The guards, disease, starvation, and exposure were not all that prisoners had to deal with. Because the Confederacy lacked sufficient manpower, guards were put in place only to prevent escape, not to provide any internal order. A group of prisoners, organized by Pennsylvanian William "Mosby" Collins and calling themselves the "Raiders," attacked their fellow inmates to steal food, jewelery, money, or even clothing. They were armed mostly with clubs, and even killed to get what they wanted. Several months later, another group rose up to stop the larceny, calling themselves "Regulators." They caught nearly all of the "Raiders" and these were tried by a judge (Peter "Big Pete" McCullough) and jury selected from a group of new prisoners. This jury upon finding the "Raiders" guilty set punishment upon them. These included running the gauntlet (this entailed running through an area lined by two groups of men armed with clubs; three died as a result), being sent to the stocks, ball and chain, and, in six cases, hanging.
In the autumn, after the capture of Atlanta, all the prisoners who could be moved were sent to Millen, Georgia, and Florence, South Carolina. By December, only 1,359 were left. At Millen, better arrangements prevailed, and when, after General William Tecumseh Sherman began his march to the sea, the prisoners were returned to Andersonville, the conditions there were somewhat improved.
After the war, Henry Wirz, the Swiss-born superintendent, was tried by a court-martial featuring chief JAG prosecutor Norton Parker Chipman on charges of conspiracy and murder. He was found guilty of conspiracy and of all but two counts of murder (for a total of 11). He requested clemency from President Johnson, but was not answered. On November 10, 1865, he was hanged. Some debate the fairness of his trial and claim that inmates who detested the man may have embellished their accounts of his brutality. Wirz was the only prominent Confederate to have his trial heard and concluded (even the prosecution for Jefferson Davis dropped their case). The revelation of the sufferings of the prisoners was one of the factors that shaped public opinion regarding the South in the Northern states, after the close of the Civil War. The prisoners' burial ground at Andersonville has been made a national cemetery and contains 13,714 graves, of which 921 are marked "unknown."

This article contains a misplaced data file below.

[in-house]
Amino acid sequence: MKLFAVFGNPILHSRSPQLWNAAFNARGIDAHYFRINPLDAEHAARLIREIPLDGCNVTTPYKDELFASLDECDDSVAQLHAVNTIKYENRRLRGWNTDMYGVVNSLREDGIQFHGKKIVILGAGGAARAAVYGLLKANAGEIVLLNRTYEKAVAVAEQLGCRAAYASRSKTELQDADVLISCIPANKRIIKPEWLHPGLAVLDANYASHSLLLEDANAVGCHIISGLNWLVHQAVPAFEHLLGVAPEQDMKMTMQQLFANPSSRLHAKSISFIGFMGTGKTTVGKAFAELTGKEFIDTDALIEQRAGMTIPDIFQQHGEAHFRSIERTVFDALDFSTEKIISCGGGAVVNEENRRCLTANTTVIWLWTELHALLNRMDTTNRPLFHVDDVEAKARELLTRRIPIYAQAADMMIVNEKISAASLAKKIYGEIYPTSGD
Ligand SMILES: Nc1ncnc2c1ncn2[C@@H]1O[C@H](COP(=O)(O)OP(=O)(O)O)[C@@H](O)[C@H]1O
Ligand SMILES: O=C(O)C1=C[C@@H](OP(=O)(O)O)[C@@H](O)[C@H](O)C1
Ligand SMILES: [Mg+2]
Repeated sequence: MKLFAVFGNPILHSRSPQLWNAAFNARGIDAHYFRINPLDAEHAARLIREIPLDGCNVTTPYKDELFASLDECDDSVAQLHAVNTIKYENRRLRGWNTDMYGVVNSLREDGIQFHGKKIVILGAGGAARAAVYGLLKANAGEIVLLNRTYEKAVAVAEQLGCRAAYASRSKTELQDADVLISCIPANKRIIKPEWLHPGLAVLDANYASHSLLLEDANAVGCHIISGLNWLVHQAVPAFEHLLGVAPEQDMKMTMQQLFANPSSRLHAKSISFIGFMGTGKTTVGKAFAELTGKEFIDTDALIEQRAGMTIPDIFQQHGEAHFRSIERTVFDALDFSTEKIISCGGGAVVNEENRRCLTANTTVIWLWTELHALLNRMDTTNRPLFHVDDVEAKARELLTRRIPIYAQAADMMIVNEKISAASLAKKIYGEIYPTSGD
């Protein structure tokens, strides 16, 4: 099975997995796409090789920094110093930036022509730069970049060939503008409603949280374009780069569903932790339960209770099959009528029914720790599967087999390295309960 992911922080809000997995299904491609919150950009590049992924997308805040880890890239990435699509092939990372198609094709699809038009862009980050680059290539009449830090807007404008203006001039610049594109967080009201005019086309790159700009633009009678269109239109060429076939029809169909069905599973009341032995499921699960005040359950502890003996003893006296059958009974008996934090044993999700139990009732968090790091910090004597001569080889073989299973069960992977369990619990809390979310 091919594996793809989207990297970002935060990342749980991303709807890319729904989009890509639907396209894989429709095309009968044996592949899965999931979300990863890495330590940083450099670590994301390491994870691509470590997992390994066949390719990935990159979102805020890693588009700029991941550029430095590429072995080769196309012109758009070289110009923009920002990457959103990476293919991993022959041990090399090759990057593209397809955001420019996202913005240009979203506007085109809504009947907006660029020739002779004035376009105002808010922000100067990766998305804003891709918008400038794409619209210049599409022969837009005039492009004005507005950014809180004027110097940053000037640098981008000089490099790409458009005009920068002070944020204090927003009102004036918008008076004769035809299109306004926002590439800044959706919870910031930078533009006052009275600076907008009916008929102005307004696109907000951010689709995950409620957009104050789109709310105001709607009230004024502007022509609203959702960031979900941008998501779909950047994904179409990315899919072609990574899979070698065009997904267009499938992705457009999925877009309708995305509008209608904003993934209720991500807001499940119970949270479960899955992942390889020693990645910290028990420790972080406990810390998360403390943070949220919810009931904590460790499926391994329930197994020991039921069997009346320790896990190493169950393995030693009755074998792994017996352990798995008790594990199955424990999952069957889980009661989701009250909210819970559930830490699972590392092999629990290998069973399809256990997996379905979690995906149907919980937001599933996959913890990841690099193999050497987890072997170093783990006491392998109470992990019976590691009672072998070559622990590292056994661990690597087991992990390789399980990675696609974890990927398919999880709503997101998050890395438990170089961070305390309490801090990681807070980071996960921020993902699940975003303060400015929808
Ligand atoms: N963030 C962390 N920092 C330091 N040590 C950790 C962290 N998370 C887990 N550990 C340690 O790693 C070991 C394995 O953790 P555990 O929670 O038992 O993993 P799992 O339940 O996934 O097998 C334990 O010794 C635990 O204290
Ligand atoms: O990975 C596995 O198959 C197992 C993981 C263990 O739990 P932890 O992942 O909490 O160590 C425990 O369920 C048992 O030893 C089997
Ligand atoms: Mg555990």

In 1891, the Grand Army of the Republic, Department of Georgia, bought the site of Andersonville Prison from membership and subscriptions from the North. The site was purchased by the Federal Government in 1910. A 395 acre tract was designated the Andersonville National Historic Site.
During the war, almost 45,000 prisoners were received at the Andersonville prison, and of these 12,913 died (40 percent of all the Union prisoners that died throughout the South). A continual controversy among historians is the nature of the deaths and the reasons for them. Some contend that it constituted deliberate Confederate war crimes toward Union prisoners; while others contend that it was merely the result of disease (promoted by severe overcrowding), the shortage of food in the Confederate States, the incompetence of the prison officials, and the refusal of the Confederate authorities to parole black soldiers, resulting in the imprisonment of soldiers from both sides, thus overfilling the stockade.
All links retrieved March 20, 2016.
New World Encyclopedia writers and editors rewrote and completed the Wikipedia article in accordance with New World Encyclopedia standards. This article abides by terms of the Creative Commons CC-by-sa 3.0 License (CC-by-sa), which may be used and disseminated with proper attribution. Credit is due under the terms of this license that can reference both the New World Encyclopedia contributors and the selfless volunteer contributors of the Wikimedia Foundation. To cite this article click here for a list of acceptable citing formats.The history of earlier contributions by wikipedians is accessible to researchers here:
Note: Some restrictions may apply to use of individual images which are separately licensed.